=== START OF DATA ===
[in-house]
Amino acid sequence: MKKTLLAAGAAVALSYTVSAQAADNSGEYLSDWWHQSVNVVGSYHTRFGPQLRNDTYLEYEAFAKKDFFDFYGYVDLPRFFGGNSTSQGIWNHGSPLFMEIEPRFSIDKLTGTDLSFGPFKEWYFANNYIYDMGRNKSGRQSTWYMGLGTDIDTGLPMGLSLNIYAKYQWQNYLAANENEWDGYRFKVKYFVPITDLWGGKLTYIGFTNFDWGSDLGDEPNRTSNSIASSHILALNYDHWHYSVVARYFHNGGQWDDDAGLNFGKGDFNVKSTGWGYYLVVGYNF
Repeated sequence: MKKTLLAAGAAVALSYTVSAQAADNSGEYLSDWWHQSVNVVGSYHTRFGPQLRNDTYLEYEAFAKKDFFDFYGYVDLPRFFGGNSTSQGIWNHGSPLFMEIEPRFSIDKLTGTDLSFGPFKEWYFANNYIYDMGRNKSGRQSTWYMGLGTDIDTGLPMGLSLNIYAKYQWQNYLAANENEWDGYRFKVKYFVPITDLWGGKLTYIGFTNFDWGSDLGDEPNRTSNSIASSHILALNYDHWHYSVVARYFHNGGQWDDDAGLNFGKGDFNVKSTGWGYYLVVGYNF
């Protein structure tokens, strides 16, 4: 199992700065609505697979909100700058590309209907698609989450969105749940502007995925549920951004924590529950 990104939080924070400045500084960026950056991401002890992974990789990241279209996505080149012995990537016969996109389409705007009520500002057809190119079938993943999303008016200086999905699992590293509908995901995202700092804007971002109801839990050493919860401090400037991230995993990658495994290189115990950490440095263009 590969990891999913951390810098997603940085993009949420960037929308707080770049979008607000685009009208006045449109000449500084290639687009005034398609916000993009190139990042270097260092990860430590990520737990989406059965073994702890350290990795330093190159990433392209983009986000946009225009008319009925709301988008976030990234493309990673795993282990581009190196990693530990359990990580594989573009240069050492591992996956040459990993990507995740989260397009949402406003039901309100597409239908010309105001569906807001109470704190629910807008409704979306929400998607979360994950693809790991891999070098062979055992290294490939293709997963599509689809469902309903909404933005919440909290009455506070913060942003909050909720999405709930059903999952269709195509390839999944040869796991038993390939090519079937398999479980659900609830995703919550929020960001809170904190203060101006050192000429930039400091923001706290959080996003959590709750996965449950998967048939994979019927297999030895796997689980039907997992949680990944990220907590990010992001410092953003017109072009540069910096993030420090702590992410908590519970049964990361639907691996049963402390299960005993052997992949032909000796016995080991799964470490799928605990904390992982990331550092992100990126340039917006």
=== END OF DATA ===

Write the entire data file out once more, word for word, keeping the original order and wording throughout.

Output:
[in-house]
Amino acid sequence: MKKTLLAAGAAVALSYTVSAQAADNSGEYLSDWWHQSVNVVGSYHTRFGPQLRNDTYLEYEAFAKKDFFDFYGYVDLPRFFGGNSTSQGIWNHGSPLFMEIEPRFSIDKLTGTDLSFGPFKEWYFANNYIYDMGRNKSGRQSTWYMGLGTDIDTGLPMGLSLNIYAKYQWQNYLAANENEWDGYRFKVKYFVPITDLWGGKLTYIGFTNFDWGSDLGDEPNRTSNSIASSHILALNYDHWHYSVVARYFHNGGQWDDDAGLNFGKGDFNVKSTGWGYYLVVGYNF
Repeated sequence: MKKTLLAAGAAVALSYTVSAQAADNSGEYLSDWWHQSVNVVGSYHTRFGPQLRNDTYLEYEAFAKKDFFDFYGYVDLPRFFGGNSTSQGIWNHGSPLFMEIEPRFSIDKLTGTDLSFGPFKEWYFANNYIYDMGRNKSGRQSTWYMGLGTDIDTGLPMGLSLNIYAKYQWQNYLAANENEWDGYRFKVKYFVPITDLWGGKLTYIGFTNFDWGSDLGDEPNRTSNSIASSHILALNYDHWHYSVVARYFHNGGQWDDDAGLNFGKGDFNVKSTGWGYYLVVGYNF
């Protein structure tokens, strides 16, 4: 199992700065609505697979909100700058590309209907698609989450969105749940502007995925549920951004924590529950 990104939080924070400045500084960026950056991401002890992974990789990241279209996505080149012995990537016969996109389409705007009520500002057809190119079938993943999303008016200086999905699992590293509908995901995202700092804007971002109801839990050493919860401090400037991230995993990658495994290189115990950490440095263009 590969990891999913951390810098997603940085993009949420960037929308707080770049979008607000685009009208006045449109000449500084290639687009005034398609916000993009190139990042270097260092990860430590990520737990989406059965073994702890350290990795330093190159990433392209983009986000946009225009008319009925709301988008976030990234493309990673795993282990581009190196990693530990359990990580594989573009240069050492591992996956040459990993990507995740989260397009949402406003039901309100597409239908010309105001569906807001109470704190629910807008409704979306929400998607979360994950693809790991891999070098062979055992290294490939293709997963599509689809469902309903909404933005919440909290009455506070913060942003909050909720999405709930059903999952269709195509390839999944040869796991038993390939090519079937398999479980659900609830995703919550929020960001809170904190203060101006050192000429930039400091923001706290959080996003959590709750996965449950998967048939994979019927297999030895796997689980039907997992949680990944990220907590990010992001410092953003017109072009540069910096993030420090702590992410908590519970049964990361639907691996049963402390299960005993052997992949032909000796016995080991799964470490799928605990904390992982990331550092992100990126340039917006």